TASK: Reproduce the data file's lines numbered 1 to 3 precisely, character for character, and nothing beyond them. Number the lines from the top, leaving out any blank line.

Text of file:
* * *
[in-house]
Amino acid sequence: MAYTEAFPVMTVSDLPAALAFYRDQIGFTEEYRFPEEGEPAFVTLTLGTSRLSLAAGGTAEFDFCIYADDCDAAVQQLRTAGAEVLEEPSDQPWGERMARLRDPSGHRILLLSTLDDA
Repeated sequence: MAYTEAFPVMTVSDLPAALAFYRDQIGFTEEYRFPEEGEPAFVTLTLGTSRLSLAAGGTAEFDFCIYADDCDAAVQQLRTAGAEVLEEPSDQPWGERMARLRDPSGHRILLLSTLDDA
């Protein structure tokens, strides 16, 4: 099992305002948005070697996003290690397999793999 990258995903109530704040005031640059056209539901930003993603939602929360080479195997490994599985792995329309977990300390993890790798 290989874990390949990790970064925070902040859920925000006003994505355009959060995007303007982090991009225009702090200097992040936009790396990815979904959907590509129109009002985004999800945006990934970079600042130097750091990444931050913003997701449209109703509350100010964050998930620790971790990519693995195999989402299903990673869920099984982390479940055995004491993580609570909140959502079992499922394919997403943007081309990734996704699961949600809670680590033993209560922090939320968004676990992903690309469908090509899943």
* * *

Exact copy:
[in-house]
Amino acid sequence: MAYTEAFPVMTVSDLPAALAFYRDQIGFTEEYRFPEEGEPAFVTLTLGTSRLSLAAGGTAEFDFCIYADDCDAAVQQLRTAGAEVLEEPSDQPWGERMARLRDPSGHRILLLSTLDDA
Repeated sequence: MAYTEAFPVMTVSDLPAALAFYRDQIGFTEEYRFPEEGEPAFVTLTLGTSRLSLAAGGTAEFDFCIYADDCDAAVQQLRTAGAEVLEEPSDQPWGERMARLRDPSGHRILLLSTLDDA